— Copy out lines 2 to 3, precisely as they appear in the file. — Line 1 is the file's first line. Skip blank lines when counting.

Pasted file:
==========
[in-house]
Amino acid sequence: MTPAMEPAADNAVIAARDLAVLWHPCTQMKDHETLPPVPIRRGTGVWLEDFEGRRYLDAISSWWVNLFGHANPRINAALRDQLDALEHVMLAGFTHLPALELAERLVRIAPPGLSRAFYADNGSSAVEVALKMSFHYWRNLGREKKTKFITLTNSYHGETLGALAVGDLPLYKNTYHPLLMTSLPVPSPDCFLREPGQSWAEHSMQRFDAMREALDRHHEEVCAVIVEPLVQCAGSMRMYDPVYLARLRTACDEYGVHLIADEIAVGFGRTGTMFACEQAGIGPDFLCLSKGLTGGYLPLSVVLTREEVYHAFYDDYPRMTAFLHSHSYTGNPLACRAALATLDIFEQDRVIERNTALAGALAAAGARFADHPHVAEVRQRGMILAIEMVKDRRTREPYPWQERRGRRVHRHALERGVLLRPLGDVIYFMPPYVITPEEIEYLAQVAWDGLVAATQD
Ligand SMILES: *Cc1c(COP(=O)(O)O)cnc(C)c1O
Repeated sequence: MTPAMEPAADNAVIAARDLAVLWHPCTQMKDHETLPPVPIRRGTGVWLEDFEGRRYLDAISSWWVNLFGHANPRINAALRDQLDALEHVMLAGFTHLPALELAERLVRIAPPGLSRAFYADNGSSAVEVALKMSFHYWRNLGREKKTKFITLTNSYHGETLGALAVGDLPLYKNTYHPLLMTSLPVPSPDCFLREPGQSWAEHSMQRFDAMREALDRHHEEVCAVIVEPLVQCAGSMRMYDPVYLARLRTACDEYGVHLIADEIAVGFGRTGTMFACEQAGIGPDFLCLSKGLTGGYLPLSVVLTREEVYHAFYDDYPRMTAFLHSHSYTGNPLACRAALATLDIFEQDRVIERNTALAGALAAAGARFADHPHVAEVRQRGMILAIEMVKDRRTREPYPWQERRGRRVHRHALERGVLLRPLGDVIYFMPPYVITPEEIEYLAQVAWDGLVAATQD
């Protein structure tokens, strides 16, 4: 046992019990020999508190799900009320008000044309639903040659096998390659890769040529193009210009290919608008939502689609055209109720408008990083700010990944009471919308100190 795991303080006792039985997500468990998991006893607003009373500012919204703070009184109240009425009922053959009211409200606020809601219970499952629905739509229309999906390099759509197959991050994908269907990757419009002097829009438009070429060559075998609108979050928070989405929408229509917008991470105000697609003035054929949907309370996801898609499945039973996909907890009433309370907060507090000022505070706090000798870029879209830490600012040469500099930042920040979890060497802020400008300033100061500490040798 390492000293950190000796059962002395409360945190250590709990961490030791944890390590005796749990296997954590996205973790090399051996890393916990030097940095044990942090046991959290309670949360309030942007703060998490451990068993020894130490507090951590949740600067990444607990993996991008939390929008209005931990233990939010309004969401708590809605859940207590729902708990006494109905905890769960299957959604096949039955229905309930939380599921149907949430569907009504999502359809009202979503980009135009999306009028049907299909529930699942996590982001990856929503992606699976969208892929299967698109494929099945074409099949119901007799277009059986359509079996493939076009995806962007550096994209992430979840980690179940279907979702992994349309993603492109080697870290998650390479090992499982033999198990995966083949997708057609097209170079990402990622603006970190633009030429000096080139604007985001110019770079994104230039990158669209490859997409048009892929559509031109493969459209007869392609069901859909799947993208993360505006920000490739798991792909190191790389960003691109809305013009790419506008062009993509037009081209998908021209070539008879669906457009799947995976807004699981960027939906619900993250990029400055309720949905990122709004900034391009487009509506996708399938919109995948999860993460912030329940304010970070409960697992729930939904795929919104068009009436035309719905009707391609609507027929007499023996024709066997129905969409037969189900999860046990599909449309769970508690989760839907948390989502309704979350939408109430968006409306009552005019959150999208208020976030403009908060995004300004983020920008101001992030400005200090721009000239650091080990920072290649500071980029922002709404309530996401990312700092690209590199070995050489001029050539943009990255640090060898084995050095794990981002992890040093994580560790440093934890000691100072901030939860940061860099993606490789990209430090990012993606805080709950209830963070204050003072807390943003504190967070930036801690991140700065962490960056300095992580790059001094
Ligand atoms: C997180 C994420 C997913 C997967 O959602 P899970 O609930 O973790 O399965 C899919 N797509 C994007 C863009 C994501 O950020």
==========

Amino acid sequence: MTPAMEPAADNAVIAARDLAVLWHPCTQMKDHETLPPVPIRRGTGVWLEDFEGRRYLDAISSWWVNLFGHANPRINAALRDQLDALEHVMLAGFTHLPALELAERLVRIAPPGLSRAFYADNGSSAVEVALKMSFHYWRNLGREKKTKFITLTNSYHGETLGALAVGDLPLYKNTYHPLLMTSLPVPSPDCFLREPGQSWAEHSMQRFDAMREALDRHHEEVCAVIVEPLVQCAGSMRMYDPVYLARLRTACDEYGVHLIADEIAVGFGRTGTMFACEQAGIGPDFLCLSKGLTGGYLPLSVVLTREEVYHAFYDDYPRMTAFLHSHSYTGNPLACRAALATLDIFEQDRVIERNTALAGALAAAGARFADHPHVAEVRQRGMILAIEMVKDRRTREPYPWQERRGRRVHRHALERGVLLRPLGDVIYFMPPYVITPEEIEYLAQVAWDGLVAATQD
Ligand SMILES: *Cc1c(COP(=O)(O)O)cnc(C)c1O